Probably yes. But you should write to the dealer (keeping a copy) stating that you rely on his judgement, as an expert, but reserving the right to reject the bike – and whenever the defect is revealed.

To Buy or Not to Buy – That is the Question!:

BUYING THE RIGHT BIKE FOR YOU is an obvious (but all too often forgotten) point. ask yourself the following questions:-

  • Do I want/need a scooter, commuter bike, sports bike or tourer?
  • Do I have the correct level of riding skills to ride it?
  • How much will it cost to maintain, repair and insure?
  • Will it do what I want – eg commute, rally, tour?
  • Are parts readily available?
  • Will I be carrying pillion passengers?

Do I Want: An official import, parallel import or grey import?

Since most bikes are imported, yours will probably fall into one of these categories. An official import carries a full manufacturers warranty. It will be built to UK spec and there should be no problem regarding servicing. Also if there is a recall you will be notified. Whilst the cost may be more than one of the other categories you have a certain amount of guarantee against hassle. Parallel imports are bikes that are available from the official UK importer but are sourced from overseas. Initially when parallel imports came in, in the late 1990s they often had non-UK spec, but nowadays they are more likely to have UK spec. Grey imports are those that are not officially imported but built for a different market – for example Japanese.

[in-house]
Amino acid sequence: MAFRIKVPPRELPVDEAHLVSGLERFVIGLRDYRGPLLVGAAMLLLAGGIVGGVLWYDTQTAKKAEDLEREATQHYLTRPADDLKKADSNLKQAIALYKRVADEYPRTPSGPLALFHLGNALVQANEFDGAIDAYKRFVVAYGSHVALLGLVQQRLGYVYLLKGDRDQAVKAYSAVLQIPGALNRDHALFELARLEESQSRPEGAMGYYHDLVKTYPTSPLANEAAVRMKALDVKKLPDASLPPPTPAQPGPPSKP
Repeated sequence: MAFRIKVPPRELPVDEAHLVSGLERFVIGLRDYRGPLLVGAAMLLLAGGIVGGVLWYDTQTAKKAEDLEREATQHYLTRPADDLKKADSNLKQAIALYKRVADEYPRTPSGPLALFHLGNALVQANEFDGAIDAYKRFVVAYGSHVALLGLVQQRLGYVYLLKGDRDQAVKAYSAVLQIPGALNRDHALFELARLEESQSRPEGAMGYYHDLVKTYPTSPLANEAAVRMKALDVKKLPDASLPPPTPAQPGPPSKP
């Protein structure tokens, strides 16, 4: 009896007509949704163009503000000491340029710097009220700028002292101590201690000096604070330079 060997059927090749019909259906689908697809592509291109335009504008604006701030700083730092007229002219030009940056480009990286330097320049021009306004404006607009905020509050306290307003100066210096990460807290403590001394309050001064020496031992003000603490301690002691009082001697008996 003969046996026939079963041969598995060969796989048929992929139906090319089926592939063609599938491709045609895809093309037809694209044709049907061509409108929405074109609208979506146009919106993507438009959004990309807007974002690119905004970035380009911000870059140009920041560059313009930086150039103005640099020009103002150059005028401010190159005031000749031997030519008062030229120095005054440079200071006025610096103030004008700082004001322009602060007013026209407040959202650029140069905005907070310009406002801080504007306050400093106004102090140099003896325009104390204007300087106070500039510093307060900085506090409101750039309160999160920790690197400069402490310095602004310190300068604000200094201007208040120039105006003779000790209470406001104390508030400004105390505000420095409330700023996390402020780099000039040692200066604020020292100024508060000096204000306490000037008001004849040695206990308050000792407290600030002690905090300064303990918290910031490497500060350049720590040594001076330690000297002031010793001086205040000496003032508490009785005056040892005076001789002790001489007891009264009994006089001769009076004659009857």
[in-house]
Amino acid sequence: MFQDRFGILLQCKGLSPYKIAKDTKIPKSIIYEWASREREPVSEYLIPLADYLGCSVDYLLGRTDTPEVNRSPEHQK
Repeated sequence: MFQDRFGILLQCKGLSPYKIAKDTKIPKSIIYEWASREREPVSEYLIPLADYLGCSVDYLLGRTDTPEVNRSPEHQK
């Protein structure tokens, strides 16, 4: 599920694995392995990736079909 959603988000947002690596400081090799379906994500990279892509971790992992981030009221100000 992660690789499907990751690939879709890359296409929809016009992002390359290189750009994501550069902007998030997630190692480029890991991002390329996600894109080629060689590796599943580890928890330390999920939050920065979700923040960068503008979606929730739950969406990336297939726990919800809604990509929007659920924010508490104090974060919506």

Dealers/franchisees etc may be reluctant to assist with parallel and grey imports and there may be problems with conversion to UK spec.

Sometimes, even with an official import, the first date of registration in the UK may be well after the manufacture date. The bike, for example, may have done the rounds of European countries before arriving on our own shores for first registration.

With whatever category always ask pertinent questions:-

    • What is the date of manufacture?
    • (If a second hand bike) how long has the bike been owned by you?
    • How many owners has it had?
    • What is the mileage?
    • Is it a UK bike or a type of import?
    • Has it ever been in an accident/dropped or damaged?